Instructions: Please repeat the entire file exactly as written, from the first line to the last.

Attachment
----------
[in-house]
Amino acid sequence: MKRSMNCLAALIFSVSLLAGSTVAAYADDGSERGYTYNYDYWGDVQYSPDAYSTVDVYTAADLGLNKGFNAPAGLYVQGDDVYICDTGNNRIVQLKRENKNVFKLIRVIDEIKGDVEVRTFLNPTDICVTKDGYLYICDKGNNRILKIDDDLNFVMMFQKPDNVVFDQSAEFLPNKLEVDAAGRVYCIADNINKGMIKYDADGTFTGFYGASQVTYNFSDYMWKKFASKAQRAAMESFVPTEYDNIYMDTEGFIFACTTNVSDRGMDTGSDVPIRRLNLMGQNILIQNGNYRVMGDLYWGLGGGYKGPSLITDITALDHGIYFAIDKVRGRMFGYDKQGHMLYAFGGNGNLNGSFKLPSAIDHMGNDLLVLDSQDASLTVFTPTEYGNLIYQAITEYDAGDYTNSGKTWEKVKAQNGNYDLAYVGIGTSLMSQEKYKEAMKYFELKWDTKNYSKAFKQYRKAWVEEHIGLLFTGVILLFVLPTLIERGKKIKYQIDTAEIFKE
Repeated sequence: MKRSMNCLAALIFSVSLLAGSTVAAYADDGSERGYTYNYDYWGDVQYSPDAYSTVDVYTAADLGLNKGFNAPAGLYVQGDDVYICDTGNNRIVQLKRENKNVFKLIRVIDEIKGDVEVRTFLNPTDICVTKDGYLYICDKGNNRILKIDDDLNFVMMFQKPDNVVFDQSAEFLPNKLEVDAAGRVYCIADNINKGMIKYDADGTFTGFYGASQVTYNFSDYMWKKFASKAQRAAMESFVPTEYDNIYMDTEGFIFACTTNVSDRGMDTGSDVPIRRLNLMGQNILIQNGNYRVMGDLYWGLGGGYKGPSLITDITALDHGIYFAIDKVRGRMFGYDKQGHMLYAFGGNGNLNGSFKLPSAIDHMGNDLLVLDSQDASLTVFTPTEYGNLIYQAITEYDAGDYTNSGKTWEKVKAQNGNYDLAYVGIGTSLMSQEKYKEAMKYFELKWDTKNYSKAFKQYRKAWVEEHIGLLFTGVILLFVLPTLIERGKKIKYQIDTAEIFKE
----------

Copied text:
[in-house]
Amino acid sequence: MKRSMNCLAALIFSVSLLAGSTVAAYADDGSERGYTYNYDYWGDVQYSPDAYSTVDVYTAADLGLNKGFNAPAGLYVQGDDVYICDTGNNRIVQLKRENKNVFKLIRVIDEIKGDVEVRTFLNPTDICVTKDGYLYICDKGNNRILKIDDDLNFVMMFQKPDNVVFDQSAEFLPNKLEVDAAGRVYCIADNINKGMIKYDADGTFTGFYGASQVTYNFSDYMWKKFASKAQRAAMESFVPTEYDNIYMDTEGFIFACTTNVSDRGMDTGSDVPIRRLNLMGQNILIQNGNYRVMGDLYWGLGGGYKGPSLITDITALDHGIYFAIDKVRGRMFGYDKQGHMLYAFGGNGNLNGSFKLPSAIDHMGNDLLVLDSQDASLTVFTPTEYGNLIYQAITEYDAGDYTNSGKTWEKVKAQNGNYDLAYVGIGTSLMSQEKYKEAMKYFELKWDTKNYSKAFKQYRKAWVEEHIGLLFTGVILLFVLPTLIERGKKIKYQIDTAEIFKE
Repeated sequence: MKRSMNCLAALIFSVSLLAGSTVAAYADDGSERGYTYNYDYWGDVQYSPDAYSTVDVYTAADLGLNKGFNAPAGLYVQGDDVYICDTGNNRIVQLKRENKNVFKLIRVIDEIKGDVEVRTFLNPTDICVTKDGYLYICDKGNNRILKIDDDLNFVMMFQKPDNVVFDQSAEFLPNKLEVDAAGRVYCIADNINKGMIKYDADGTFTGFYGASQVTYNFSDYMWKKFASKAQRAAMESFVPTEYDNIYMDTEGFIFACTTNVSDRGMDTGSDVPIRRLNLMGQNILIQNGNYRVMGDLYWGLGGGYKGPSLITDITALDHGIYFAIDKVRGRMFGYDKQGHMLYAFGGNGNLNGSFKLPSAIDHMGNDLLVLDSQDASLTVFTPTEYGNLIYQAITEYDAGDYTNSGKTWEKVKAQNGNYDLAYVGIGTSLMSQEKYKEAMKYFELKWDTKNYSKAFKQYRKAWVEEHIGLLFTGVILLFVLPTLIERGKKIKYQIDTAEIFKE